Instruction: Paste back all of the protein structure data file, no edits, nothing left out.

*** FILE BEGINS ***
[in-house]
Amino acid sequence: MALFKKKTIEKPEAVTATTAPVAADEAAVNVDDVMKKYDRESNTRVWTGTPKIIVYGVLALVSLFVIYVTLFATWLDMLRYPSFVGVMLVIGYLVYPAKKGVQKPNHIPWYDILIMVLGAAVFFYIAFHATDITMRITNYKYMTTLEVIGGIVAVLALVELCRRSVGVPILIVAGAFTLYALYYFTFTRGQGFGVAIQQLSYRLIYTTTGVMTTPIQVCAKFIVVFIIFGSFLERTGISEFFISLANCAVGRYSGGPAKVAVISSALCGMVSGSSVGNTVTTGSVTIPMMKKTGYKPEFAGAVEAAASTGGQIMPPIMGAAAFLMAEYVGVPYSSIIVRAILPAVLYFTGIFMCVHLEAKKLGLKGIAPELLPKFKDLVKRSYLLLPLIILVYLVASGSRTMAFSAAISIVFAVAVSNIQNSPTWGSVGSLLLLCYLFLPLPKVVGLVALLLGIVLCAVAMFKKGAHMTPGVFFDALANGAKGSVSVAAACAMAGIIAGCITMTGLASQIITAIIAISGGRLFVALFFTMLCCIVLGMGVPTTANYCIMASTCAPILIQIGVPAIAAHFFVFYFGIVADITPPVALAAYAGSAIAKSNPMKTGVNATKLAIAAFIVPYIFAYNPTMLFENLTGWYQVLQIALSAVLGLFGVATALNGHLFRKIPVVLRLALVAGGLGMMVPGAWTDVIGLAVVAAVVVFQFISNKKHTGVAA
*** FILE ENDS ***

[in-house]
Amino acid sequence: MALFKKKTIEKPEAVTATTAPVAADEAAVNVDDVMKKYDRESNTRVWTGTPKIIVYGVLALVSLFVIYVTLFATWLDMLRYPSFVGVMLVIGYLVYPAKKGVQKPNHIPWYDILIMVLGAAVFFYIAFHATDITMRITNYKYMTTLEVIGGIVAVLALVELCRRSVGVPILIVAGAFTLYALYYFTFTRGQGFGVAIQQLSYRLIYTTTGVMTTPIQVCAKFIVVFIIFGSFLERTGISEFFISLANCAVGRYSGGPAKVAVISSALCGMVSGSSVGNTVTTGSVTIPMMKKTGYKPEFAGAVEAAASTGGQIMPPIMGAAAFLMAEYVGVPYSSIIVRAILPAVLYFTGIFMCVHLEAKKLGLKGIAPELLPKFKDLVKRSYLLLPLIILVYLVASGSRTMAFSAAISIVFAVAVSNIQNSPTWGSVGSLLLLCYLFLPLPKVVGLVALLLGIVLCAVAMFKKGAHMTPGVFFDALANGAKGSVSVAAACAMAGIIAGCITMTGLASQIITAIIAISGGRLFVALFFTMLCCIVLGMGVPTTANYCIMASTCAPILIQIGVPAIAAHFFVFYFGIVADITPPVALAAYAGSAIAKSNPMKTGVNATKLAIAAFIVPYIFAYNPTMLFENLTGWYQVLQIALSAVLGLFGVATALNGHLFRKIPVVLRLALVAGGLGMMVPGAWTDVIGLAVVAAVVVFQFISNKKHTGVAA